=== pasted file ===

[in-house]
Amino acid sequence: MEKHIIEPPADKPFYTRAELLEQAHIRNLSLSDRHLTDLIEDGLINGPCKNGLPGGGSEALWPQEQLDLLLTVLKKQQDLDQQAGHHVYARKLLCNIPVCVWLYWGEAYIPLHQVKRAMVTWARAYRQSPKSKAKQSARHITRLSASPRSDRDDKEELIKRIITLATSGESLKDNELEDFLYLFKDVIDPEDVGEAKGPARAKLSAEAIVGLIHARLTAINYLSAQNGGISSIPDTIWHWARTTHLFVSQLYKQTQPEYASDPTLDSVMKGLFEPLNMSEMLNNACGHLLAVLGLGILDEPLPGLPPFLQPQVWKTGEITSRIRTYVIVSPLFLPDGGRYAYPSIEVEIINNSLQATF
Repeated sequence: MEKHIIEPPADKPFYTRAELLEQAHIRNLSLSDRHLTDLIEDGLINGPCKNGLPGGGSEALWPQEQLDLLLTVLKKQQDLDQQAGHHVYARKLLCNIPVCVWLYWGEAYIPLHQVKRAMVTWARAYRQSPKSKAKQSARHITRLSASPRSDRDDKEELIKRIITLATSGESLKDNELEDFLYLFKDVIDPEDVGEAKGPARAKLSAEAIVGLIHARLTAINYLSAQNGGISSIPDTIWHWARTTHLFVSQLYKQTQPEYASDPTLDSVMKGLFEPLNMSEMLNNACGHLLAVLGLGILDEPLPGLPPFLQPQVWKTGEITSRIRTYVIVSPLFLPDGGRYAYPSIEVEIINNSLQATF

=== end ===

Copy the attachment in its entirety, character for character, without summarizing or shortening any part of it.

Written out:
[in-house]
Amino acid sequence: MEKHIIEPPADKPFYTRAELLEQAHIRNLSLSDRHLTDLIEDGLINGPCKNGLPGGGSEALWPQEQLDLLLTVLKKQQDLDQQAGHHVYARKLLCNIPVCVWLYWGEAYIPLHQVKRAMVTWARAYRQSPKSKAKQSARHITRLSASPRSDRDDKEELIKRIITLATSGESLKDNELEDFLYLFKDVIDPEDVGEAKGPARAKLSAEAIVGLIHARLTAINYLSAQNGGISSIPDTIWHWARTTHLFVSQLYKQTQPEYASDPTLDSVMKGLFEPLNMSEMLNNACGHLLAVLGLGILDEPLPGLPPFLQPQVWKTGEITSRIRTYVIVSPLFLPDGGRYAYPSIEVEIINNSLQATF
Repeated sequence: MEKHIIEPPADKPFYTRAELLEQAHIRNLSLSDRHLTDLIEDGLINGPCKNGLPGGGSEALWPQEQLDLLLTVLKKQQDLDQQAGHHVYARKLLCNIPVCVWLYWGEAYIPLHQVKRAMVTWARAYRQSPKSKAKQSARHITRLSASPRSDRDDKEELIKRIITLATSGESLKDNELEDFLYLFKDVIDPEDVGEAKGPARAKLSAEAIVGLIHARLTAINYLSAQNGGISSIPDTIWHWARTTHLFVSQLYKQTQPEYASDPTLDSVMKGLFEPLNMSEMLNNACGHLLAVLGLGILDEPLPGLPPFLQPQVWKTGEITSRIRTYVIVSPLFLPDGGRYAYPSIEVEIINNSLQATF